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Mega Square Roses presents the large number of different species of this unique flower, which is charged with so many feelings and imbued with powerful cultural significance. Because of the rose’s botanical as well as artistic value, this book features a popular subject for art lovers as well as for people who enjoy the beauty and versatility of flowers. Each of the colourful and detailed illustrations is completed with the aid of valuable scientific information.



Publié par
Date de parution 07 janvier 2014
Nombre de lectures 1
EAN13 9781781609453
Langue English
Poids de l'ouvrage 1 Mo

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Text: Pierre-Joseph Redouté and Claude Antoine Thory (extracts)
Translation: Deborah Davis Larrabee

Baseline Co. Ltd
61A-63A Vo Van Tan Street
4 th Floor
District 3, Ho Chi Minh City

© Parkstone Press International, New York, USA
© Confidential Concepts, Worldwide, USA

All rights reserved
Unless otherwise specified, copyright of the reproduced works remains with the photographers who produced them. In spite of our research, we have not been able to establish copyright in some cases. Please address copyright claims to the publisher.

ISBN: 978-1-78160-945-3
See, Mignonne, hath not the Rose,
That this morning did unclose
Her purple mantle to the light,
Lost, before the day be dead,
The glory of her raiment red,
Her colour, bright as yours is bright?

Ah, Mignonne, in how few hours,
The petals of her purple flowers
All have faded, fallen, died;
Sad Nature, mother ruinous,
That seest thy fair child perish thus
‘ Twixt matin song and even tide.

Hear me, my darling, speaking sooth,
Gather the fleet flower of your youth,
Take ye your pleasure at the best;
Be merry ere your beauty flit,
For length of days will tarnish it
Like roses that were loveliest.

— Pierre de Ronsard
Table of contents

Imagery applied to botany, in general and to roses in particular
The Plates

Alpine Rose
Apothecary ’ s Rose
Apple Rose
Apple Rose Hybrid
Austrian Copper Rose
Austrian Yellow Rose
Autumn Damask Rose
Autumn-Flowering Variety of China Rose

Banks Rose “ Lady Banksia Snowflake ”
Blush Gallica
Bourbon Rose
Boursault Rose
Burnet Rose “ Double Pink Scotch Briar ”
Burnet Rose of Marienburg

Cabbage Rose
Cabbage Rose “ Anemonoides ”
Cabbage Rose “ Petite de Hollande ”
Cabbage Rose “ White Provence ”
Carnation Petalled Variety of Cabbage Rose
Celery-Leaved Variety of Cabbage Rose
Cherokee Rose
China Rose
China Rose “ Longfolia ”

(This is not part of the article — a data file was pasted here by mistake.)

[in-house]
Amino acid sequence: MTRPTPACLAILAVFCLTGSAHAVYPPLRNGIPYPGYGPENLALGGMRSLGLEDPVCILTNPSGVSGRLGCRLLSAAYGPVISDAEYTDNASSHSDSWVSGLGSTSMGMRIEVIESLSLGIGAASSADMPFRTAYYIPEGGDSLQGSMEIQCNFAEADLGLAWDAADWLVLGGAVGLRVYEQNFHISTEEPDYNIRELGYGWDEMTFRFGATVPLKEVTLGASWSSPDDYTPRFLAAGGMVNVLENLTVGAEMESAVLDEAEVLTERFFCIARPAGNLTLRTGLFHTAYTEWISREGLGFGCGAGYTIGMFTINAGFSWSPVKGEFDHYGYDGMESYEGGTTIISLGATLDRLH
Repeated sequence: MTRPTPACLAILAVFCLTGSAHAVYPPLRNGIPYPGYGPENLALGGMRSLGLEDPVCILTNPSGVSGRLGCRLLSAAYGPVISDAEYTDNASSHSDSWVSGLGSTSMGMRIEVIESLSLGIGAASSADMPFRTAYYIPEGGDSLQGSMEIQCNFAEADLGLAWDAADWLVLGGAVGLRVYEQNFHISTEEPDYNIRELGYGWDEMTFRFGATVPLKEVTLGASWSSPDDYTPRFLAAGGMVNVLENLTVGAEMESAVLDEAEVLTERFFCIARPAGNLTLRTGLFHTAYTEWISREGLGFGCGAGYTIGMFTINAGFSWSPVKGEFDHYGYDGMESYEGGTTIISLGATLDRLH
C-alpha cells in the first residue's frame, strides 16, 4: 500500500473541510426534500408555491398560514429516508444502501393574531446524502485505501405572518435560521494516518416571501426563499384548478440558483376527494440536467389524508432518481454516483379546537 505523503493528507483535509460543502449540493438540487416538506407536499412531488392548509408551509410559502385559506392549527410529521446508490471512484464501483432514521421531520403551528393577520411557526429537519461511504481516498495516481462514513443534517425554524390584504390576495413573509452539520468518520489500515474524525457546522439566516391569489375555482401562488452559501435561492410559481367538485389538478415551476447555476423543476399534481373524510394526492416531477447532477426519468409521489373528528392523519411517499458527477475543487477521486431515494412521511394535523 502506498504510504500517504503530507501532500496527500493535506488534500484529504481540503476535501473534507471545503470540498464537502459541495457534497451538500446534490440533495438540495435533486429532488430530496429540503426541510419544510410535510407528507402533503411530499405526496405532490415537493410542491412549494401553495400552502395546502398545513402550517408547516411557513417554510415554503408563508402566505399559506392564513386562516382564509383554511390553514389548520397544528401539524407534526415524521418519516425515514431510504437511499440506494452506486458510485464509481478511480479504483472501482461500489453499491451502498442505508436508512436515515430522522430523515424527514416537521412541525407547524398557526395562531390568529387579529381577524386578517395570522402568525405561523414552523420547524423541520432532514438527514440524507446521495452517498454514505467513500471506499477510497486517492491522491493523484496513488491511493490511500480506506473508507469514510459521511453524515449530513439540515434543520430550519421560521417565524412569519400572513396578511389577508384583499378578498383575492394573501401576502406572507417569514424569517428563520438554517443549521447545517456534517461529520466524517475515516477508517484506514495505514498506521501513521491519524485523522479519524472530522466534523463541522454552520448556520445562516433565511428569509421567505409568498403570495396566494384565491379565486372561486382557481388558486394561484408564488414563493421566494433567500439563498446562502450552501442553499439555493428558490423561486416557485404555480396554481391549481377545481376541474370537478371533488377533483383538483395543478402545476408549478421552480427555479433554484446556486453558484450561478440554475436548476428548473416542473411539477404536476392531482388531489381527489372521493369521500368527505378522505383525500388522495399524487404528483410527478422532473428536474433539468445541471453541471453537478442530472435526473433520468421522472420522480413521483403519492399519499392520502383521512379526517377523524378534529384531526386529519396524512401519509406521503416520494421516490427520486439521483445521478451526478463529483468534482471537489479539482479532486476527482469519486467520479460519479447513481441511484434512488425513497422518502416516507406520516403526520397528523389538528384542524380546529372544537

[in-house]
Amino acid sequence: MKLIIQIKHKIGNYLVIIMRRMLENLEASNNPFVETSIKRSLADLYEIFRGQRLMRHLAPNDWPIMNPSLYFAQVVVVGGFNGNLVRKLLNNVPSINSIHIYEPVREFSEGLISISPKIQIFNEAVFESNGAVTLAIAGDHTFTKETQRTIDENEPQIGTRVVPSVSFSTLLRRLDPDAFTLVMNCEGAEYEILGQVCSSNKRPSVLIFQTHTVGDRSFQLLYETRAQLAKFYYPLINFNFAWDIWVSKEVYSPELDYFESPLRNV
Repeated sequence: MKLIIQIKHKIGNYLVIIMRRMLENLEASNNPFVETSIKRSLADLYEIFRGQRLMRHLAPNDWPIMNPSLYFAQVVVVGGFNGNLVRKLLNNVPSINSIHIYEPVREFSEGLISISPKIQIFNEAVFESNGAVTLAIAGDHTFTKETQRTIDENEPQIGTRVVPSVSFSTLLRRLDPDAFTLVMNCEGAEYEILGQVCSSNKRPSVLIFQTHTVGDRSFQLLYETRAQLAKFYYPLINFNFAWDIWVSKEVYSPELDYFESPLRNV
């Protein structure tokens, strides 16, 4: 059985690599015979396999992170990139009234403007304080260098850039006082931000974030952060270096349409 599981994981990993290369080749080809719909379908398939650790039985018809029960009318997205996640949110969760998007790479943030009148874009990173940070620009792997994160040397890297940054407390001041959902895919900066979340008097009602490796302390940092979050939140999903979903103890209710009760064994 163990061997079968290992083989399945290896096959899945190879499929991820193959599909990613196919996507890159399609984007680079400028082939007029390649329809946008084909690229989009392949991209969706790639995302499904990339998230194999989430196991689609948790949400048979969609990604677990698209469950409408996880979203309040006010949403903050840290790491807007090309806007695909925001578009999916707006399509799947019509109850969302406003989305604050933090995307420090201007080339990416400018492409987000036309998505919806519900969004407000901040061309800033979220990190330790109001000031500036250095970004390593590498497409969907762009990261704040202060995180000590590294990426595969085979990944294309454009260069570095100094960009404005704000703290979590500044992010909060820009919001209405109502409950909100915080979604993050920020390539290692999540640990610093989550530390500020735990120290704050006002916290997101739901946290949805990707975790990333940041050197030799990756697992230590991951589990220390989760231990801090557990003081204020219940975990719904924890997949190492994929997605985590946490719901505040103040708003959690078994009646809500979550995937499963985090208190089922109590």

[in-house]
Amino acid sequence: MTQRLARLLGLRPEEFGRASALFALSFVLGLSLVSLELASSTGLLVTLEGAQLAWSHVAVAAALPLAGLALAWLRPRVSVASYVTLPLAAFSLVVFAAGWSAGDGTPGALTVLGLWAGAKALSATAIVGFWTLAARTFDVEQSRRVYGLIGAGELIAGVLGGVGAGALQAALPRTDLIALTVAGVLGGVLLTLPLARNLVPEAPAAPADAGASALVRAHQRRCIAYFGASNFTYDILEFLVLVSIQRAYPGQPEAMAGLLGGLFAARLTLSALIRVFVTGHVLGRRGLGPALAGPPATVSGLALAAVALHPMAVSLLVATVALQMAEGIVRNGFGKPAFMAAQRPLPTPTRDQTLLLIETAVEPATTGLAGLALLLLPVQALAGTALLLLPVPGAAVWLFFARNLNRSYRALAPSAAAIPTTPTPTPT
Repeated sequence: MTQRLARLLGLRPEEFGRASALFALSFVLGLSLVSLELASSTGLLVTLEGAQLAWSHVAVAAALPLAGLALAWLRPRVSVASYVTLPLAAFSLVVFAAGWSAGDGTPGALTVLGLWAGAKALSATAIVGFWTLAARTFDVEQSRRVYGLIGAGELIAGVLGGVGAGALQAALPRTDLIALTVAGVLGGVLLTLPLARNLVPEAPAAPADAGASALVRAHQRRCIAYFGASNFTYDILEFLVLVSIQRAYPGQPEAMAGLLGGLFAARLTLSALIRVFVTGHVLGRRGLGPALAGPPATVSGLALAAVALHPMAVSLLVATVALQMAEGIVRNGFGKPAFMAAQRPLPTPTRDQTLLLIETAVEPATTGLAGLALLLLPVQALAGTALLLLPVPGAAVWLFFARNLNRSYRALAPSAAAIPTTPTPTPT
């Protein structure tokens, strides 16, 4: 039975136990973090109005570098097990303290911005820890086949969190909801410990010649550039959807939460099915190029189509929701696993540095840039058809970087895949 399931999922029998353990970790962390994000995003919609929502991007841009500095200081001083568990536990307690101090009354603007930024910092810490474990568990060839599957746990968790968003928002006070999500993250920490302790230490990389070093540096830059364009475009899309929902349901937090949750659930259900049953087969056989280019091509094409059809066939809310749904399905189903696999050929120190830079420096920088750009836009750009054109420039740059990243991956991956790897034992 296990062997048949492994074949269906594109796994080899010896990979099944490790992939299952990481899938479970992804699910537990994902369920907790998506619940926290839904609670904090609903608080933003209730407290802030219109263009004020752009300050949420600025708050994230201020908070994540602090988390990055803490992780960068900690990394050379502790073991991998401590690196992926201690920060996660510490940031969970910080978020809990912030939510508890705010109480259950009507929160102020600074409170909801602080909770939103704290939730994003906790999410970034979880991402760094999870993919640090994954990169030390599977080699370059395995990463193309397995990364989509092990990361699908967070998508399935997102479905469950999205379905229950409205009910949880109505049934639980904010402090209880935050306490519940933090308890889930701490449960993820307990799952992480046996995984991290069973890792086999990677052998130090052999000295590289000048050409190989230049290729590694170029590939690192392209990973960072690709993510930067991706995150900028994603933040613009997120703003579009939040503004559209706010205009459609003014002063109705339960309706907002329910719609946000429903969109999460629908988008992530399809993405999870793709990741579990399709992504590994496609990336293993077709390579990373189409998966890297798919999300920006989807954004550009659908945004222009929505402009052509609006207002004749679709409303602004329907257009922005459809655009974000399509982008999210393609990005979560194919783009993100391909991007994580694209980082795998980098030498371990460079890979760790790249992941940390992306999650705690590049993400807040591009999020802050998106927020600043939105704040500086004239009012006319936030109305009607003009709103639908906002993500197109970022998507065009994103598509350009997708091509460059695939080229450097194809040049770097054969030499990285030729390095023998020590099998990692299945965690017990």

China Rose “ Old Blush China ”
Cottony Rose (variety with dou b le f lowers)
Creeping French Rose

Damask Rose “ Celsiana ”
Damask Rose “ Celsiana ”
Damask Rose “ York and Lancaster ”
De Candolle Rose
Double May Rose
Double Miniature Rose
Double Moss Rose
Double Pasture Rose
Double Variety of China Rose

“ Empress Josephine ”

Field Rose
Foul-Fruited Variety of Tomentose Rose
“ Francofurtana ”
French Rose
French Rose “ Duchesse d ’ Orléans ”
French Rose Hybrid
French Rose Hybrid
French Rose “ Rose d ’ Amour ”
French Rose “ The Bishop ”
French Rose “ Versicolor ”
French Rose “ Violacea ”

Grassland Rose
Grassland Rose (variety Semi-Double)
Hairy Rose (with turpentine odour)
Hudson Bay Rose

Japanese Rose

Large-Flowered Variety of French Rose
Large-Leaved Variety of French Rose
Lettuce-Leaved Cabbage Rose

Malmedy Rose
Marbled Variety of French Rose
Marsh Rose
May Rose
Montezuma Rose
Monthly Rose
Monthly Rose
Monthly Rose
Monthly Rose “ Slater ’ s Crimson China ”
Moss Rose “ De Meaux ”
Multiflora “ Seven Sisters Rose ”
Musk Rose

Noisette Rose

Pasture Rose
Portland Rose “ Duchess of Portland ”
Portland Rose “ Rose du Roi ”
Provins Royal

Redouté Rose
Redouté Rose with Red Stems and Prickles
Rosa Evratina Bosc
Rose of the Bushes
Rose of the Hills
Rosenberg Rose

Semi-Double Musk Rose
Semi-Double Sweet Briar
Semi-Double Variety of Marsh Rose
Semi-Double Variety of Marsh Rose
Semi-Double White Rose
Short-Styled Rose
Simple Variety of Boursault Rose
Single Cabbage Rose
Single Moss Rose “ Andrewsii ”
Small Flowered Eglantine
Stapelia-Flowered Variety of French Rose
Striped Variety of Hudson Bay Rose
Sulphur Rose
Sweet Briar
Sweetbriar “ Zabeth ”

Tea rose “ Hume ’ s Blush Tea-Scented China ” Rose
Thornless Burnet Rose
Tomentose Rose (variety Semi-Double)
Van Eeden Rose